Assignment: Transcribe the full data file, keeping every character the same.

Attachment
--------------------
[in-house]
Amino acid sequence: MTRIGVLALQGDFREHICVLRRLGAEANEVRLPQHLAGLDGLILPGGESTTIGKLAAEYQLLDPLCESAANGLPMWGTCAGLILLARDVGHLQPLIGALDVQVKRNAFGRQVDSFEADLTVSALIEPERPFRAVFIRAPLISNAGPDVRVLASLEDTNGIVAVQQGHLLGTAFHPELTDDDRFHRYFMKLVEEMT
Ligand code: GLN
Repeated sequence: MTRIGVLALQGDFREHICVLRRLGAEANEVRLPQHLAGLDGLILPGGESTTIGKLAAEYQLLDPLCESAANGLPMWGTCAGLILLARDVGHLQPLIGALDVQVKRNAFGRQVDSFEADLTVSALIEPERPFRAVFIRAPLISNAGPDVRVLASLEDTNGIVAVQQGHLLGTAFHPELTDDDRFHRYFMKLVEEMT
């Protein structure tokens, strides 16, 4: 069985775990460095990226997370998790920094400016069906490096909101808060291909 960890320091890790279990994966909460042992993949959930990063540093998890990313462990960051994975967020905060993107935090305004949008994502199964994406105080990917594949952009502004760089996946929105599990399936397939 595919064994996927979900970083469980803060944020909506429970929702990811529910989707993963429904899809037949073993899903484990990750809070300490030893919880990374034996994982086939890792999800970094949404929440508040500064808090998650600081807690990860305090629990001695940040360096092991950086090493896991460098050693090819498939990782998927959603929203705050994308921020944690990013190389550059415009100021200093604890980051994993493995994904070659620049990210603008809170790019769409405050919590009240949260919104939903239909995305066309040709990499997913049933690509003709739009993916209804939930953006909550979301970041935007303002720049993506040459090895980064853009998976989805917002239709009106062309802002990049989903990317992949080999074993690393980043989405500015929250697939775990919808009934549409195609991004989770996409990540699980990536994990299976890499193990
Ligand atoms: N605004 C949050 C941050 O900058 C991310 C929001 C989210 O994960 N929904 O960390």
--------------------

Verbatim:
[in-house]
Amino acid sequence: MTRIGVLALQGDFREHICVLRRLGAEANEVRLPQHLAGLDGLILPGGESTTIGKLAAEYQLLDPLCESAANGLPMWGTCAGLILLARDVGHLQPLIGALDVQVKRNAFGRQVDSFEADLTVSALIEPERPFRAVFIRAPLISNAGPDVRVLASLEDTNGIVAVQQGHLLGTAFHPELTDDDRFHRYFMKLVEEMT
Ligand code: GLN
Repeated sequence: MTRIGVLALQGDFREHICVLRRLGAEANEVRLPQHLAGLDGLILPGGESTTIGKLAAEYQLLDPLCESAANGLPMWGTCAGLILLARDVGHLQPLIGALDVQVKRNAFGRQVDSFEADLTVSALIEPERPFRAVFIRAPLISNAGPDVRVLASLEDTNGIVAVQQGHLLGTAFHPELTDDDRFHRYFMKLVEEMT
């Protein structure tokens, strides 16, 4: 069985775990460095990226997370998790920094400016069906490096909101808060291909 960890320091890790279990994966909460042992993949959930990063540093998890990313462990960051994975967020905060993107935090305004949008994502199964994406105080990917594949952009502004760089996946929105599990399936397939 595919064994996927979900970083469980803060944020909506429970929702990811529910989707993963429904899809037949073993899903484990990750809070300490030893919880990374034996994982086939890792999800970094949404929440508040500064808090998650600081807690990860305090629990001695940040360096092991950086090493896991460098050693090819498939990782998927959603929203705050994308921020944690990013190389550059415009100021200093604890980051994993493995994904070659620049990210603008809170790019769409405050919590009240949260919104939903239909995305066309040709990499997913049933690509003709739009993916209804939930953006909550979301970041935007303002720049993506040459090895980064853009998976989805917002239709009106062309802002990049989903990317992949080999074993690393980043989405500015929250697939775990919808009934549409195609991004989770996409990540699980990536994990299976890499193990
Ligand atoms: N605004 C949050 C941050 O900058 C991310 C929001 C989210 O994960 N929904 O960390």